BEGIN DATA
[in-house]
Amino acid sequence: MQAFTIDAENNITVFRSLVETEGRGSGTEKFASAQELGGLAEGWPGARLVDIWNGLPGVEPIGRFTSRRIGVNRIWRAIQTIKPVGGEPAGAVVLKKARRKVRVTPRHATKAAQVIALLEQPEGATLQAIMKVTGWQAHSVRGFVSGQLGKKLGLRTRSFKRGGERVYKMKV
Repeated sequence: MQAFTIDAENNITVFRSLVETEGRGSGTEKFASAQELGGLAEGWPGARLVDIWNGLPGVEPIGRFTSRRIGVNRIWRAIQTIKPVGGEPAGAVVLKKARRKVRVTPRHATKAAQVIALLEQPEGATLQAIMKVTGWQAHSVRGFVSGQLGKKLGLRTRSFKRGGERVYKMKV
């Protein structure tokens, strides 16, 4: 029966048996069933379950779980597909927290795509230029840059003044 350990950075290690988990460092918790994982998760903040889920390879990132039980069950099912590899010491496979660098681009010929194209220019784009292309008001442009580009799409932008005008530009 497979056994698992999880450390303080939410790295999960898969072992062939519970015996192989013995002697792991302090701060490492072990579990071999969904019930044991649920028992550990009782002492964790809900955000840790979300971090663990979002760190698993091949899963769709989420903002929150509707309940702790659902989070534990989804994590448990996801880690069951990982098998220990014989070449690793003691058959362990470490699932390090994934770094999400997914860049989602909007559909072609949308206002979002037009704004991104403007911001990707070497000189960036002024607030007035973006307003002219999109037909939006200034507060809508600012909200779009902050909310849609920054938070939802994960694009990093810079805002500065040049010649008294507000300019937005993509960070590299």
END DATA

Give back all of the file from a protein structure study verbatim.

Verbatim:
[in-house]
Amino acid sequence: MQAFTIDAENNITVFRSLVETEGRGSGTEKFASAQELGGLAEGWPGARLVDIWNGLPGVEPIGRFTSRRIGVNRIWRAIQTIKPVGGEPAGAVVLKKARRKVRVTPRHATKAAQVIALLEQPEGATLQAIMKVTGWQAHSVRGFVSGQLGKKLGLRTRSFKRGGERVYKMKV
Repeated sequence: MQAFTIDAENNITVFRSLVETEGRGSGTEKFASAQELGGLAEGWPGARLVDIWNGLPGVEPIGRFTSRRIGVNRIWRAIQTIKPVGGEPAGAVVLKKARRKVRVTPRHATKAAQVIALLEQPEGATLQAIMKVTGWQAHSVRGFVSGQLGKKLGLRTRSFKRGGERVYKMKV
């Protein structure tokens, strides 16, 4: 029966048996069933379950779980597909927290795509230029840059003044 350990950075290690988990460092918790994982998760903040889920390879990132039980069950099912590899010491496979660098681009010929194209220019784009292309008001442009580009799409932008005008530009 497979056994698992999880450390303080939410790295999960898969072992062939519970015996192989013995002697792991302090701060490492072990579990071999969904019930044991649920028992550990009782002492964790809900955000840790979300971090663990979002760190698993091949899963769709989420903002929150509707309940702790659902989070534990989804994590448990996801880690069951990982098998220990014989070449690793003691058959362990470490699932390090994934770094999400997914860049989602909007559909072609949308206002979002037009704004991104403007911001990707070497000189960036002024607030007035973006307003002219999109037909939006200034507060809508600012909200779009902050909310849609920054938070939802994960694009990093810079805002500065040049010649008294507000300019937005993509960070590299």